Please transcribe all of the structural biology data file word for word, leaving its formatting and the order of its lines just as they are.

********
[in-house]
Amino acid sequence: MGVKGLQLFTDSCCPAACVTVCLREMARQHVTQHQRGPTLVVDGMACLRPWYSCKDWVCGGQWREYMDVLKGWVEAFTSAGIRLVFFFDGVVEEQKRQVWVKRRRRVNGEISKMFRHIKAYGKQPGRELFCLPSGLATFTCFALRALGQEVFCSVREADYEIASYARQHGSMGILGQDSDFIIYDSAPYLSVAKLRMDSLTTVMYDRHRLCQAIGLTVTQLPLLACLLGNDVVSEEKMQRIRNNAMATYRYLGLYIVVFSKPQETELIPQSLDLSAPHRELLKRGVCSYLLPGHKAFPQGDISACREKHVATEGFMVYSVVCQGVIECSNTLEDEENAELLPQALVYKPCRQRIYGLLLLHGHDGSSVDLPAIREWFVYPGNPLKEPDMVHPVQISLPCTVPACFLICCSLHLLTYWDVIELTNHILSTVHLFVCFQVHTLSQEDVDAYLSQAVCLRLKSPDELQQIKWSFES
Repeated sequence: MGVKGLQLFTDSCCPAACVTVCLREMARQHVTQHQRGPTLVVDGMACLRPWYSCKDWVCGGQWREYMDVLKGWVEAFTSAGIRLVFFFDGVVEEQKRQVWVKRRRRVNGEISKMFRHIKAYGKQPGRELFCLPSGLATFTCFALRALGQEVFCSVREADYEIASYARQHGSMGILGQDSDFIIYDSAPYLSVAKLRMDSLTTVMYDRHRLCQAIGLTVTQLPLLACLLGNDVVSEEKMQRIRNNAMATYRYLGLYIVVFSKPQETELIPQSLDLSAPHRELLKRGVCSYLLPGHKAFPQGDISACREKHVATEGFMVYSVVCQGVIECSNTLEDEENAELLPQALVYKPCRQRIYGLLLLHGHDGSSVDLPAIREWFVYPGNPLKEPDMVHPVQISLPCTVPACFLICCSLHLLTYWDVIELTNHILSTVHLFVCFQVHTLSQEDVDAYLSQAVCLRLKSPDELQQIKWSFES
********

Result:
[in-house]
Amino acid sequence: MGVKGLQLFTDSCCPAACVTVCLREMARQHVTQHQRGPTLVVDGMACLRPWYSCKDWVCGGQWREYMDVLKGWVEAFTSAGIRLVFFFDGVVEEQKRQVWVKRRRRVNGEISKMFRHIKAYGKQPGRELFCLPSGLATFTCFALRALGQEVFCSVREADYEIASYARQHGSMGILGQDSDFIIYDSAPYLSVAKLRMDSLTTVMYDRHRLCQAIGLTVTQLPLLACLLGNDVVSEEKMQRIRNNAMATYRYLGLYIVVFSKPQETELIPQSLDLSAPHRELLKRGVCSYLLPGHKAFPQGDISACREKHVATEGFMVYSVVCQGVIECSNTLEDEENAELLPQALVYKPCRQRIYGLLLLHGHDGSSVDLPAIREWFVYPGNPLKEPDMVHPVQISLPCTVPACFLICCSLHLLTYWDVIELTNHILSTVHLFVCFQVHTLSQEDVDAYLSQAVCLRLKSPDELQQIKWSFES
Repeated sequence: MGVKGLQLFTDSCCPAACVTVCLREMARQHVTQHQRGPTLVVDGMACLRPWYSCKDWVCGGQWREYMDVLKGWVEAFTSAGIRLVFFFDGVVEEQKRQVWVKRRRRVNGEISKMFRHIKAYGKQPGRELFCLPSGLATFTCFALRALGQEVFCSVREADYEIASYARQHGSMGILGQDSDFIIYDSAPYLSVAKLRMDSLTTVMYDRHRLCQAIGLTVTQLPLLACLLGNDVVSEEKMQRIRNNAMATYRYLGLYIVVFSKPQETELIPQSLDLSAPHRELLKRGVCSYLLPGHKAFPQGDISACREKHVATEGFMVYSVVCQGVIECSNTLEDEENAELLPQALVYKPCRQRIYGLLLLHGHDGSSVDLPAIREWFVYPGNPLKEPDMVHPVQISLPCTVPACFLICCSLHLLTYWDVIELTNHILSTVHLFVCFQVHTLSQEDVDAYLSQAVCLRLKSPDELQQIKWSFES